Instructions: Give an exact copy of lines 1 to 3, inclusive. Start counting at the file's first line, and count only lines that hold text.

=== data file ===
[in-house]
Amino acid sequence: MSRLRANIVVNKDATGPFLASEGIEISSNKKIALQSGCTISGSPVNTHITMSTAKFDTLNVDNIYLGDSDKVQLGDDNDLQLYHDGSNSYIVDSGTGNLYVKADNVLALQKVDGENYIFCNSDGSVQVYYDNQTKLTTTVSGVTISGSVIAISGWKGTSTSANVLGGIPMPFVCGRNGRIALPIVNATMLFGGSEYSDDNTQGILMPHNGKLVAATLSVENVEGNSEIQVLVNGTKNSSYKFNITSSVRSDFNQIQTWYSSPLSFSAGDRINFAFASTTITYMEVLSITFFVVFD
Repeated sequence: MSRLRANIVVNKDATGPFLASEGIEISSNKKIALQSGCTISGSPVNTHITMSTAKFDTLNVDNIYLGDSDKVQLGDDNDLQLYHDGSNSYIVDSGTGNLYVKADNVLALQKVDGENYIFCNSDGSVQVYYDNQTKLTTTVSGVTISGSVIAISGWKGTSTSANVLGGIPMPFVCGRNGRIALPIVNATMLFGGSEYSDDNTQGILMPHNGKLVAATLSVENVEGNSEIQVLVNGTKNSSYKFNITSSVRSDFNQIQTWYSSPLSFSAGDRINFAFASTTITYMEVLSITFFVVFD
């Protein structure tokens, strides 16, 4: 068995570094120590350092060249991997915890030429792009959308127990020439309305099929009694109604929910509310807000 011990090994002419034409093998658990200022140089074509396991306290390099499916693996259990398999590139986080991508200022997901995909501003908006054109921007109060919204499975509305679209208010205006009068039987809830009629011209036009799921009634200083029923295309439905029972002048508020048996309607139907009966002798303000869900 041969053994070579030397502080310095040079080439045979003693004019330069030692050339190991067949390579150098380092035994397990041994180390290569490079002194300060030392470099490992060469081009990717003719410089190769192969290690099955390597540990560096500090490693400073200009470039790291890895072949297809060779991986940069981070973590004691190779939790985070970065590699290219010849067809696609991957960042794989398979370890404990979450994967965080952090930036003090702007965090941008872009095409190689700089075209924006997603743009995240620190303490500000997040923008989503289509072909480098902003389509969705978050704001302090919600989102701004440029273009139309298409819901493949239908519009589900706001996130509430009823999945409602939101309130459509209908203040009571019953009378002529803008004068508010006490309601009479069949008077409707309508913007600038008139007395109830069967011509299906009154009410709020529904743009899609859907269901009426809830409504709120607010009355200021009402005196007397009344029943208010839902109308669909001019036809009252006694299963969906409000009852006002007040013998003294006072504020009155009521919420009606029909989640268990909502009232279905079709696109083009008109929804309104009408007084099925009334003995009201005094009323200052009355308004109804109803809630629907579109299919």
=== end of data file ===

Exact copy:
[in-house]
Amino acid sequence: MSRLRANIVVNKDATGPFLASEGIEISSNKKIALQSGCTISGSPVNTHITMSTAKFDTLNVDNIYLGDSDKVQLGDDNDLQLYHDGSNSYIVDSGTGNLYVKADNVLALQKVDGENYIFCNSDGSVQVYYDNQTKLTTTVSGVTISGSVIAISGWKGTSTSANVLGGIPMPFVCGRNGRIALPIVNATMLFGGSEYSDDNTQGILMPHNGKLVAATLSVENVEGNSEIQVLVNGTKNSSYKFNITSSVRSDFNQIQTWYSSPLSFSAGDRINFAFASTTITYMEVLSITFFVVFD
Repeated sequence: MSRLRANIVVNKDATGPFLASEGIEISSNKKIALQSGCTISGSPVNTHITMSTAKFDTLNVDNIYLGDSDKVQLGDDNDLQLYHDGSNSYIVDSGTGNLYVKADNVLALQKVDGENYIFCNSDGSVQVYYDNQTKLTTTVSGVTISGSVIAISGWKGTSTSANVLGGIPMPFVCGRNGRIALPIVNATMLFGGSEYSDDNTQGILMPHNGKLVAATLSVENVEGNSEIQVLVNGTKNSSYKFNITSSVRSDFNQIQTWYSSPLSFSAGDRINFAFASTTITYMEVLSITFFVVFD